Health care practitioners have a code of ethics to which they must adhere. Because of the Hippocratic Oath, and the underlying power of their state and national licenses, they are held to a high ethical standard in their medical practice. Patients place their trust in physicians, and thus physicians are bound by this trust. Doctor-patient relationships by nature have open confidential communication as its foundation. In this context ethical principles must be strictly adhered to.
Over the past several decades, medical technology and a growing impersonal aspect to patient care vis a vis managed care (or what some would call, "mill care") has reduced the intimate nature of that doctor-patient relationship. While ethical requirements have not changed, the reduction in personal involvement, and consequently the trust that grows from longstanding interpersonal relationships has resulted in a situation where more and more patients are less reluctant to sue their physicians with whom they may have not been able to establish committed relationships.
At the same time, within this growing impersonal context, doctors have sometimes forgotten their ethical obligations. Also, as medical technology has advanced new ethical questions have been raised.
A couple, Jack and Jill, are engaged to be married. In a pre-marital blood test Jack is tested for HIV, which surprisingly turns out positive. Jack's physician informs his fiance that his test is positive without obtaining permission from Jack. Jill's fiance is understandably upset and calls off the engagement. Soon afterwards, they break up. Jack is distraught and subsequently loses his job. A month later, all positive HIV samples are randomly subjected to a second level confirmation study, and Jack's sample tests negative. Investigation into the discrepancy revealed that his blood sample was confused with another person's sample. Jack is informed but it is too late. His fiance has changed her phone number and address, and his employer has already filled his position.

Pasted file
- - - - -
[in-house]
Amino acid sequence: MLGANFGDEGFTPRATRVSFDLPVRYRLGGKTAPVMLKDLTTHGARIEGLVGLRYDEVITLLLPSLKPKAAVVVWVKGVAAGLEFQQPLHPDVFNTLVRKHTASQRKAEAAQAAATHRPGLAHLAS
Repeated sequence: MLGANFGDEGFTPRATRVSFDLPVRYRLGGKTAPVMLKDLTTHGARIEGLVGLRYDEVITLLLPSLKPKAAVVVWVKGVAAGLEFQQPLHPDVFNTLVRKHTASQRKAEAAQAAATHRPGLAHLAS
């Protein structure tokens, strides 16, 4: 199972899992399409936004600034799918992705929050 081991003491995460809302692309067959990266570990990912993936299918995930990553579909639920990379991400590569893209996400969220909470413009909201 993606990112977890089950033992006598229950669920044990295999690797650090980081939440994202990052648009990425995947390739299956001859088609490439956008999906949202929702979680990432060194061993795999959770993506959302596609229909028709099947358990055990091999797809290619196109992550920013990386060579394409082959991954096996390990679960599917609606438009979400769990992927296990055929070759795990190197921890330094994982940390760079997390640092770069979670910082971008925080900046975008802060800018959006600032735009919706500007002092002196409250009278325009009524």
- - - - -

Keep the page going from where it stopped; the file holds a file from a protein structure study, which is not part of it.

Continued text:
This unauthorized disclosure of private information by Jack's physician violated Jack's right to privacy and caused life-changing damage. Jack promptly hired an attorney and his physician was sued.
What this shows is that medical information is confidential. All information about a patient in effect belongs only to the patient, and the physician is only the keeper of that information. Thus, the physician has an ethical duty to safeguard this information and not reveal it to any third party without the written consent of its owner, the patient. The only exception to this rule is in litigation when a patient files a lawsuit and de facto waives his confidentiality rights with regard to the parties involved in the litigation.
This is one example of an ethical breach by a physician. There are many more including developing intimate physical relations with patients, patient abandonment because of age or terminal nature of disease, issues around ability to pay and socioeconomic status, and more. All of these can result in malpractice litigation.